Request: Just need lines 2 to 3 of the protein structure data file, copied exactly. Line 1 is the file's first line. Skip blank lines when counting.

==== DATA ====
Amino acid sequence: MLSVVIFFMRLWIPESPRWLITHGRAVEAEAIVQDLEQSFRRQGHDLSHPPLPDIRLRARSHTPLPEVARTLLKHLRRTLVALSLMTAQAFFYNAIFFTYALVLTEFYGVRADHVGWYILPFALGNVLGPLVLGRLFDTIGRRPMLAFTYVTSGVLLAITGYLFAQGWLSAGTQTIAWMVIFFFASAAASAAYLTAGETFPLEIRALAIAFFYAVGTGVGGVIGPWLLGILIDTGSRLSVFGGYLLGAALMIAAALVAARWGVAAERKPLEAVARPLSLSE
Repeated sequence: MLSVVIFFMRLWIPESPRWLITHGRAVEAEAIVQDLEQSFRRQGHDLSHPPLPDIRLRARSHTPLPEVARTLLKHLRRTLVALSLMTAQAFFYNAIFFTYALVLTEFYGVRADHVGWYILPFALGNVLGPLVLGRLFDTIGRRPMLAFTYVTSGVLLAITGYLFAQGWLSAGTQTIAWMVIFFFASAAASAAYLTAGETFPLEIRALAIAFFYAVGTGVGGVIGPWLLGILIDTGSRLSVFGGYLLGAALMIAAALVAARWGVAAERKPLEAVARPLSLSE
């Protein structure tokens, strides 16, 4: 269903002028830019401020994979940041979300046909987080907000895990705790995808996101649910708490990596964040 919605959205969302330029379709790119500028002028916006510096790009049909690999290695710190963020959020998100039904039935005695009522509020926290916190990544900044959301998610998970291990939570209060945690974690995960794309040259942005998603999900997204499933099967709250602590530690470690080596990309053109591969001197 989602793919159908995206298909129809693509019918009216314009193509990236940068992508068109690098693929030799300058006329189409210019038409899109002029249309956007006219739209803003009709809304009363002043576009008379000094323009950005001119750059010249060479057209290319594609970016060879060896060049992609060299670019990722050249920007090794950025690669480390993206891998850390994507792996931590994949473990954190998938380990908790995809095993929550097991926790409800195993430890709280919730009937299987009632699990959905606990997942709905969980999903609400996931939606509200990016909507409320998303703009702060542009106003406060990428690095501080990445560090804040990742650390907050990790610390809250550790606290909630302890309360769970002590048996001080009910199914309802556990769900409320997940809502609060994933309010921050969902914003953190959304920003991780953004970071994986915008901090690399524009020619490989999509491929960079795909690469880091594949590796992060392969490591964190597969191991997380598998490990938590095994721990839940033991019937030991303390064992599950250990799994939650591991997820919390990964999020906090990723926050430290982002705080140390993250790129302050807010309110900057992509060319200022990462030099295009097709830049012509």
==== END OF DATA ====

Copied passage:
Repeated sequence: MLSVVIFFMRLWIPESPRWLITHGRAVEAEAIVQDLEQSFRRQGHDLSHPPLPDIRLRARSHTPLPEVARTLLKHLRRTLVALSLMTAQAFFYNAIFFTYALVLTEFYGVRADHVGWYILPFALGNVLGPLVLGRLFDTIGRRPMLAFTYVTSGVLLAITGYLFAQGWLSAGTQTIAWMVIFFFASAAASAAYLTAGETFPLEIRALAIAFFYAVGTGVGGVIGPWLLGILIDTGSRLSVFGGYLLGAALMIAAALVAARWGVAAERKPLEAVARPLSLSE
């Protein structure tokens, strides 16, 4: 269903002028830019401020994979940041979300046909987080907000895990705790995808996101649910708490990596964040 919605959205969302330029379709790119500028002028916006510096790009049909690999290695710190963020959020998100039904039935005695009522509020926290916190990544900044959301998610998970291990939570209060945690974690995960794309040259942005998603999900997204499933099967709250602590530690470690080596990309053109591969001197 989602793919159908995206298909129809693509019918009216314009193509990236940068992508068109690098693929030799300058006329189409210019038409899109002029249309956007006219739209803003009709809304009363002043576009008379000094323009950005001119750059010249060479057209290319594609970016060879060896060049992609060299670019990722050249920007090794950025690669480390993206891998850390994507792996931590994949473990954190998938380990908790995809095993929550097991926790409800195993430890709280919730009937299987009632699990959905606990997942709905969980999903609400996931939606509200990016909507409320998303703009702060542009106003406060990428690095501080990445560090804040990742650390907050990790610390809250550790606290909630302890309360769970002590048996001080009910199914309802556990769900409320997940809502609060994933309010921050969902914003953190959304920003991780953004970071994986915008901090690399524009020619490989999509491929960079795909690469880091594949590796992060392969490591964190597969191991997380598998490990938590095994721990839940033991019937030991303390064992599950250990799994939650591991997820919390990964999020906090990723926050430290982002705080140390993250790129302050807010309110900057992509060319200022990462030099295009097709830049012509």